Not a day went by after reporting the use of science by press release to disseminate results of a study of the effect of England's smoking ban on heart attacks before the same tactic of science by press release was used to disseminate the preliminary findings of another smoking ban/heart attack study.
Heartwire reported yesterday the results of a new study in Iceland, presented at the 2009 meeting of the European Society of Cardiology, which reportedly showed that the occurrence of acute coronary syndrome (heart attacks and unstable angina) declined in Iceland during the first five months following implementation of the country's ban on smoking in restaurants and bars, which went into effect in June 2007. According to the article, the incidence of acute coronary syndrome declined by 21% among men, but did not decline among women. The study authors conclude that the effect was due to the smoking ban, and that this finding is consistent with the other literature on this topic.
Because this is science by press release, the full study is not available, so there is limited opportunity to scrutinize the methods, results, and conclusions to assess the validity of the study. Neverthless, the findings will be widely disseminated by the media, spreading the conclusion that the smoking ban in Iceland resulted in an immediate 21% decline in the incidence of acute coronary syndrome.
The Rest of the Story
I find it very curious that the study abstract does not mention the date (month and year) in which the smoking ban was implemented in Iceland. Given that this study examined only five months prior to and five months after the smoking ban (which itself is quite odd - why not wait until you have a full year's data), it seems quite important for the abstract to reveal the specific months that were included in the study.
Why is this important? For a very simple reason: there is a well-recognized seasonal variation in acute coronary syndrome, with peak incidence during the winter months, high incidence during the spring and the lowest incidence during the summer. This is recognized in the literature as a universal phenomenon (see Cheng TO. Seasonal variation in acute myocardial infarction. International Journal of Cardiology 2009; 135:277-279).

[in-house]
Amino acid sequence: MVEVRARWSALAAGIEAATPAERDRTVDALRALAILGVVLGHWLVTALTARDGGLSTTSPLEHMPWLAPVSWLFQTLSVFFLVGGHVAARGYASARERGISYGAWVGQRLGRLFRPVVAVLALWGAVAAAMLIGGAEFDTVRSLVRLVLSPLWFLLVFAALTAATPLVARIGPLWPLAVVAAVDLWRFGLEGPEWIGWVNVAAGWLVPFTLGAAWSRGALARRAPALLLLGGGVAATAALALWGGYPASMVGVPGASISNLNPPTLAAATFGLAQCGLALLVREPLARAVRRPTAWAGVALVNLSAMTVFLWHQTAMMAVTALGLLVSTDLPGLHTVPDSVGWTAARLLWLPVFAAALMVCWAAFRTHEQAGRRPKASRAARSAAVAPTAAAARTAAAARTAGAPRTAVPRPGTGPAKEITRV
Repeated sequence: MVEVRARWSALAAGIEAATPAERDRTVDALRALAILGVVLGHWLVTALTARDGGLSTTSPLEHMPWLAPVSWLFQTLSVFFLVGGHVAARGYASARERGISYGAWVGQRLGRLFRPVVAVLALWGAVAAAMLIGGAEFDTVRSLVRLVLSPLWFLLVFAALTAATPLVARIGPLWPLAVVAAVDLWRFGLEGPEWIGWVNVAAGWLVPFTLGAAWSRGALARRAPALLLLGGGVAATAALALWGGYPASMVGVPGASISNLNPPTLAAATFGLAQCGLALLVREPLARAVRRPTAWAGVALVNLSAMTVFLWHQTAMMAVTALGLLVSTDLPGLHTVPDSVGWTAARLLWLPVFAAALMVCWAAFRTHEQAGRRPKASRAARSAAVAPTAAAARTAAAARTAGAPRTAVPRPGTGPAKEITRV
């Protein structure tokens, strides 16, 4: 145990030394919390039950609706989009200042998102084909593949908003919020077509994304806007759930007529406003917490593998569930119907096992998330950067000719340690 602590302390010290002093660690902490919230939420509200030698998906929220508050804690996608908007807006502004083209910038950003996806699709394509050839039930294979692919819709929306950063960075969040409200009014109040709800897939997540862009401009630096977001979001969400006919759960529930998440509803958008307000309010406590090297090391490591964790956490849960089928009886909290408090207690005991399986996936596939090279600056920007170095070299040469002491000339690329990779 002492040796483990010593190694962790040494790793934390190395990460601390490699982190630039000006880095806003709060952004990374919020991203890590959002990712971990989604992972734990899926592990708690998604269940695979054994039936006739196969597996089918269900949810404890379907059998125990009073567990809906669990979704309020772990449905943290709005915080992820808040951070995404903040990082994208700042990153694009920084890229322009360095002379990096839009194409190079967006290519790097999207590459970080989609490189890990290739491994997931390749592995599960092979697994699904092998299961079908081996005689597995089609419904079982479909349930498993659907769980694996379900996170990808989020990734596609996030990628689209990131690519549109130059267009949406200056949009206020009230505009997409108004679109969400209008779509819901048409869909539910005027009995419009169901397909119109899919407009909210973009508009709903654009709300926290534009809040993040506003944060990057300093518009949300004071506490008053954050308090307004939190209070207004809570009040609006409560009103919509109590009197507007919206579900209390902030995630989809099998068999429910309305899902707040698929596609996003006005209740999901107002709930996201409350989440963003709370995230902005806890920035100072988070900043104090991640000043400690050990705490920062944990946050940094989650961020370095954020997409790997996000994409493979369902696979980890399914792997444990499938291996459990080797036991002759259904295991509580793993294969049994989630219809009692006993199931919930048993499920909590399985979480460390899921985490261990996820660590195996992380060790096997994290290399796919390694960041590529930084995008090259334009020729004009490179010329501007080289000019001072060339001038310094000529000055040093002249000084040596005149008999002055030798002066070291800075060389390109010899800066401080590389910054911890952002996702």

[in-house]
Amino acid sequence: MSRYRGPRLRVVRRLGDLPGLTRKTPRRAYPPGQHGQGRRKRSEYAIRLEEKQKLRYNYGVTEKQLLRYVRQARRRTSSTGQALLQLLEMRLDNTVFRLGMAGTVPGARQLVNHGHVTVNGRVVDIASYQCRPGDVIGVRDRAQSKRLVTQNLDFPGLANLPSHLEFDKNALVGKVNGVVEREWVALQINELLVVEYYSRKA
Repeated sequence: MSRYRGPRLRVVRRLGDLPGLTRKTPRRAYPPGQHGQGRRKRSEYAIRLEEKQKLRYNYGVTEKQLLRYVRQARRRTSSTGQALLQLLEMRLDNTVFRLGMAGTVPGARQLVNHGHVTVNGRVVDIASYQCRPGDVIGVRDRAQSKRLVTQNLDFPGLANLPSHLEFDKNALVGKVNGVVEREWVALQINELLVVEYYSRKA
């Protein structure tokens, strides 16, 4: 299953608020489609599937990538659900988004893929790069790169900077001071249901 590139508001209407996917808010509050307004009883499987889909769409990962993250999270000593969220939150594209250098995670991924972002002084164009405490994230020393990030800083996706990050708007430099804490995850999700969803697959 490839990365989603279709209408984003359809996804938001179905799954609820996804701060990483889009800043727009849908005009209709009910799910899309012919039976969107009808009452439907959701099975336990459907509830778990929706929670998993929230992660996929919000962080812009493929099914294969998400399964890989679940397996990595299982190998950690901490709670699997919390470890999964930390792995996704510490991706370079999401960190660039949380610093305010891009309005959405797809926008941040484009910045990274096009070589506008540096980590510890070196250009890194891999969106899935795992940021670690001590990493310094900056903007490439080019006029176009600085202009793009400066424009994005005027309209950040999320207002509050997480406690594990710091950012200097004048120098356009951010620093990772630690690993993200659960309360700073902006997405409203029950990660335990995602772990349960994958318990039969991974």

Cheng explains the reasons for this observation: "Cold temperature in the winter can cause increased cardiac workload, higher coronary and vascular resistance, higher blood pressure and higher fibrinogen levels, all of which are conducive to acute myocardial infarction. That it is the colder environmental temperature in the winter in most parts of the world rather than the winter season per se that is the principal reason for increased hospital admissions for acute myocardial infarction is evidenced by the observation that the peak month of acute myocardial infarction admitted to hospitals in Melbourne, Australia was July, which is the coldest month of the year."
Given this seasonal variation in heart attacks, I was surprised to find out that the smoking ban in Iceland went into effect on June 1, 2007. This means that the pre-ban period included the months of January, February, March, April, and May. And the post-ban period included the months of June, July, August, September, and October.
The average temperatures (degrees Centigrade) during the pre-ban months in Reykjavik are: 1.9, 2.8, 3.2, 5.7, and 9.4. The average temperatures during the post-ban months are: 11.7, 13.3, 13.0, 10.1, and 6.8.
Thus, based on seasonal variation alone, one would expect to observe a much lower incidence of acute coronary syndrome in Iceland during the period of June through October compared with the period of January through May. One would expect acute coronary syndrome incidence to peak in the winter (the pre-ban period), remain high in the spring (also pre-ban period), and to wane in the summer (the post-ban period).
Thus, the study methodology is basically a set-up to detect a reduction in the incidence of acute coronary syndrome. The fact that the abstract reports finding an overall 20% reduction is not at all surprising given the months during which these data were collected. One would expect a 20% reduction based on the seasonal variation alone.